Alternatively or optionally, executable selection or re-linking may be triggered during system initialization and/or when drivers or other software modules are loaded (e.g. from a disk or other storage to a memory for execution). In some embodiments, executable re-linking in dynamic program evaluation may update a pointer to a selected executable for implementing a data processing task. When a corresponding API for the task is called in the future, the updated pointer may be followed to activate or executed the selected executable to perform the task.
In one embodiment, dynamic program evaluation may include collecting sensor data via a microcontroller in a device. The microcontroller may include a power sensor (or other applicable hardware sensor) which may be controllable via software. A hardware sensor may provide measurable data for a sufficiently complicated processing task (e.g. performed in milliseconds instead of nanoseconds). Measurable data sensed may include current, voltage, elapsed time, the presence or absence of one or more peripheral devices, etc. or other applicable sensed data. System kernel (core system software) may be capable of communicating with the microcontroller to coordinate with task scheduling (when to start, stop, resume etc.) to allow multiple tasks and/or hardware sensors to be monitored at the same time. Sensor data dumped from the microcontroller can be accurately attributed to corresponding tasks and/or sensors via the kernel. For example, a processor (e.g. CPU, GPU, etc) and a peripheral device (e.g. USB device, network card or other devices) may be measured (e.g. based on battery power usage or other sensed data) at the same time for different tasks performed in parallel.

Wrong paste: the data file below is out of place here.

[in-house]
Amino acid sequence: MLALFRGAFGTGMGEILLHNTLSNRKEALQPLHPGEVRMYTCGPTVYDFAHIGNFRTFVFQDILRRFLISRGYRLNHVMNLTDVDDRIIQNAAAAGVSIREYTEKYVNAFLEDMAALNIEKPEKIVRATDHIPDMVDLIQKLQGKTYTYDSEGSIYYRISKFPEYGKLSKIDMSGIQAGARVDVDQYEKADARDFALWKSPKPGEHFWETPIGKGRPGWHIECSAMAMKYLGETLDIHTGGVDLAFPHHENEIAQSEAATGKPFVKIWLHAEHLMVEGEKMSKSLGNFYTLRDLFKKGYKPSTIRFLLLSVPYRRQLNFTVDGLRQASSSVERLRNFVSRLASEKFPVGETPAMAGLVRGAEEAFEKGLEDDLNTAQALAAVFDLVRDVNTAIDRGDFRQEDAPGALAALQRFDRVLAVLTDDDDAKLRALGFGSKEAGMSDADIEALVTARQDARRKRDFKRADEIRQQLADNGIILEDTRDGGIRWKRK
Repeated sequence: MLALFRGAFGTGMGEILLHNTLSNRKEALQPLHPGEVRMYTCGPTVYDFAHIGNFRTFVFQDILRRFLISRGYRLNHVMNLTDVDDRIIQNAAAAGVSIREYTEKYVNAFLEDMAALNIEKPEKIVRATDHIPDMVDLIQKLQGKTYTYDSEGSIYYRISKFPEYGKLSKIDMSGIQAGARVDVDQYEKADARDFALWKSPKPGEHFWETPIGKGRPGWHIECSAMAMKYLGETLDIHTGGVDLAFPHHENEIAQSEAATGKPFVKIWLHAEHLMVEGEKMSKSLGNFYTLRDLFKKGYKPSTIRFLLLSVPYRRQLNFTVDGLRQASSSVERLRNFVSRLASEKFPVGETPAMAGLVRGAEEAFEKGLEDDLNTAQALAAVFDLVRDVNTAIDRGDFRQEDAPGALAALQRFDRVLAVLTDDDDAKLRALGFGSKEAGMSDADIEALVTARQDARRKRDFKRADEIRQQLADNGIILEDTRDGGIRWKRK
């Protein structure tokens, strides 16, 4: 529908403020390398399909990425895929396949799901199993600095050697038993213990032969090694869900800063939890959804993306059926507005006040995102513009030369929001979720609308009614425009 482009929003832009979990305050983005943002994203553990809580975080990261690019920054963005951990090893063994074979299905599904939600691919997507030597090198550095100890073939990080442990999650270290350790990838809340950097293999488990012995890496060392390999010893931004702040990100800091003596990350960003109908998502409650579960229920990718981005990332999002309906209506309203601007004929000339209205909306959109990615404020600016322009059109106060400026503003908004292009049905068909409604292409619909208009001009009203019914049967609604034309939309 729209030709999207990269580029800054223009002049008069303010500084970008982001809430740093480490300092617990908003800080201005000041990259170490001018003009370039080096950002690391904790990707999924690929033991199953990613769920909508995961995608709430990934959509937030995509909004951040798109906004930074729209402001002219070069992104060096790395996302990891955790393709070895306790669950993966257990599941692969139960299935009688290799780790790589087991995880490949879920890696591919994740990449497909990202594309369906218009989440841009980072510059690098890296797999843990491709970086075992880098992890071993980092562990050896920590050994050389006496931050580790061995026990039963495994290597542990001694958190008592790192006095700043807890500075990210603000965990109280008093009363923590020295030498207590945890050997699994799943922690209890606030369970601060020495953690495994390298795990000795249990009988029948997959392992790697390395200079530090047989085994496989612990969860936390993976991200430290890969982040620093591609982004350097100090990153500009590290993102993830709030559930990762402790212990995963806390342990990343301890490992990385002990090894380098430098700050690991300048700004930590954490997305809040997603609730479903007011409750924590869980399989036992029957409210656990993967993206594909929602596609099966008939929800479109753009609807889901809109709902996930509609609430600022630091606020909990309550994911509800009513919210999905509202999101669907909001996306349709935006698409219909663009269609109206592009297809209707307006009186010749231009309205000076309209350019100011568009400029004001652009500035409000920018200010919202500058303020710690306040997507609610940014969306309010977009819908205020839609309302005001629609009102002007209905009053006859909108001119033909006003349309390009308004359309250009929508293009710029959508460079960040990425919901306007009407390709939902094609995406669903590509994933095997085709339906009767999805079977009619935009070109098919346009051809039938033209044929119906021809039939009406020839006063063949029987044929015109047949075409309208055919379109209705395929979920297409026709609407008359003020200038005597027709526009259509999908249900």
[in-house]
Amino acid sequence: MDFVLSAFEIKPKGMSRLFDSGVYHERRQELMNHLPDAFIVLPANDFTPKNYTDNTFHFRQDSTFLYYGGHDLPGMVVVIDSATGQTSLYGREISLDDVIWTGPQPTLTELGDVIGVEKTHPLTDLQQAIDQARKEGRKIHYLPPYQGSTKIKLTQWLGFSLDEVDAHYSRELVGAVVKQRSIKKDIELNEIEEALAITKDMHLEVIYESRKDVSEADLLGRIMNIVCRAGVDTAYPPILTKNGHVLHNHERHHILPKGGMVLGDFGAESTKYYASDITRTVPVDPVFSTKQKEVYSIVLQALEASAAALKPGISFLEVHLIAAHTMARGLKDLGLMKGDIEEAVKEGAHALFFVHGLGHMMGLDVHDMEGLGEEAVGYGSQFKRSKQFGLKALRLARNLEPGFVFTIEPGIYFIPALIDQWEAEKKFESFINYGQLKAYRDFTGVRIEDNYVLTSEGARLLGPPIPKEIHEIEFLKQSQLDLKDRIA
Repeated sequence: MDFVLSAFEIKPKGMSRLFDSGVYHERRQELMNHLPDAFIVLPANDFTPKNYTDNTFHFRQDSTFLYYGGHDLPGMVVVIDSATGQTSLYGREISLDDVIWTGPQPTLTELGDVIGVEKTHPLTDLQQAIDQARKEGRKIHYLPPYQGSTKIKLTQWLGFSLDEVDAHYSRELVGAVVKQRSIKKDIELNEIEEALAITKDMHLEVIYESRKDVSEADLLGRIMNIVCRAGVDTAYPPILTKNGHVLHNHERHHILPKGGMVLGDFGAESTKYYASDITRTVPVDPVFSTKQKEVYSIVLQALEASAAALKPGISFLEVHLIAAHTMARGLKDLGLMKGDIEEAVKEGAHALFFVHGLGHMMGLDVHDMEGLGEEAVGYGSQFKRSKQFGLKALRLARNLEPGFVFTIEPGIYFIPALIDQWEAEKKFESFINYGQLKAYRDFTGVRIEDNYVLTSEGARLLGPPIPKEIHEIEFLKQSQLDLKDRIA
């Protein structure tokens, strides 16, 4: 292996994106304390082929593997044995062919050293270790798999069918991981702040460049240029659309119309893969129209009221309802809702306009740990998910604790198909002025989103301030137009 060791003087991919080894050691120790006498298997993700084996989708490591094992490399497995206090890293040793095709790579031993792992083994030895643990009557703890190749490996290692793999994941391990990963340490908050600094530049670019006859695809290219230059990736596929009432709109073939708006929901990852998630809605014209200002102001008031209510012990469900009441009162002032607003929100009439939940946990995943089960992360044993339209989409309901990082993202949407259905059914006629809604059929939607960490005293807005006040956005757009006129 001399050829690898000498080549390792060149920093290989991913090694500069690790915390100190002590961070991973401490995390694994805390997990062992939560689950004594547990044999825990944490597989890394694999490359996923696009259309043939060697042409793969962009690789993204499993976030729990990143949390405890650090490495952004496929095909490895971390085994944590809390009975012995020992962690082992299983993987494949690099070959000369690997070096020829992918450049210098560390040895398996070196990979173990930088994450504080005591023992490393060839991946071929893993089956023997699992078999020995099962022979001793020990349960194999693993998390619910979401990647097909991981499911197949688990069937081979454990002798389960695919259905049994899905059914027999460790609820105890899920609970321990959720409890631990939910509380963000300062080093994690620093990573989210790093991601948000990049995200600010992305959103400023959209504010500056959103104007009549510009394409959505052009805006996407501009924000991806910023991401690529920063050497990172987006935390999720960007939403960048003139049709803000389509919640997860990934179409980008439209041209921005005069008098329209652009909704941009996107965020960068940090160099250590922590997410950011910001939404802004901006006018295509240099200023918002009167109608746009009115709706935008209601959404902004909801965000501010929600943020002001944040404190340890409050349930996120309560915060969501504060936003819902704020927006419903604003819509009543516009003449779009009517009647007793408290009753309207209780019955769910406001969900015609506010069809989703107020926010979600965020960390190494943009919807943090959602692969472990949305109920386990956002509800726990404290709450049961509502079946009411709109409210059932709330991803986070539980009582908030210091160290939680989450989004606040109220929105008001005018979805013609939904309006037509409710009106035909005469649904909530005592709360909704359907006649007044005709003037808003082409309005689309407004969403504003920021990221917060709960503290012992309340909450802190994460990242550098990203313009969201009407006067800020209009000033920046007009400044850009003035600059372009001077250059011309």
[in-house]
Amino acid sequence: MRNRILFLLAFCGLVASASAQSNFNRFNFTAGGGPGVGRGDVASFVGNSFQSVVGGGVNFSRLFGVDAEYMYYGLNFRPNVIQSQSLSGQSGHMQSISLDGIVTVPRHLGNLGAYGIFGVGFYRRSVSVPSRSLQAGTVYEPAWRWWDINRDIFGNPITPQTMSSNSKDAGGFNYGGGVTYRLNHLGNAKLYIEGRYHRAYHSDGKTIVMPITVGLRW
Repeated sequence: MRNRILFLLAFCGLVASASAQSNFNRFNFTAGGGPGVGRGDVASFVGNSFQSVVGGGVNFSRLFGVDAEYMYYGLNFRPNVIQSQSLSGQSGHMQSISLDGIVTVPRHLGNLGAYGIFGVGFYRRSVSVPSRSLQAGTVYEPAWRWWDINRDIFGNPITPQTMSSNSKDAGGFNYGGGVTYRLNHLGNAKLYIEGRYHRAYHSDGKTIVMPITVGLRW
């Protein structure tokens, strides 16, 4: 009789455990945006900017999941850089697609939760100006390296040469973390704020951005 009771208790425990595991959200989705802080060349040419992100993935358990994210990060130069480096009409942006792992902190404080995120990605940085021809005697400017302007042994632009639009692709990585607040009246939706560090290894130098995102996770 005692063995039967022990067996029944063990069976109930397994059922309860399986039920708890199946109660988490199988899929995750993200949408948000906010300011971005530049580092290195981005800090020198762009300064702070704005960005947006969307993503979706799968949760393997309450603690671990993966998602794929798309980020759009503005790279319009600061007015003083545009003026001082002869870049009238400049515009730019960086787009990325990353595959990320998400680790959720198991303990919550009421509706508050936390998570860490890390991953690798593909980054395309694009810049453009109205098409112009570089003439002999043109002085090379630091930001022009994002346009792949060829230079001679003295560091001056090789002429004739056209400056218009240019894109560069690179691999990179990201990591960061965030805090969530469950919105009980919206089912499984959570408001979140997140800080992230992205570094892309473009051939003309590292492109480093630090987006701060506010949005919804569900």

In one embodiment, instructions to start/stop power sensing may be sent from a user program or directly from a user interface. Power consumption for each routine may be measured to select the most energy efficient one for future execution for a task. Each of these routines may be applicable for certain types of devices (or machines), e.g. based on hardware platforms (e.g. types of processors) or software platforms (e.g. operating systems). The device can automatically identify which ones are compatible and select the most efficient one under current runtime environments.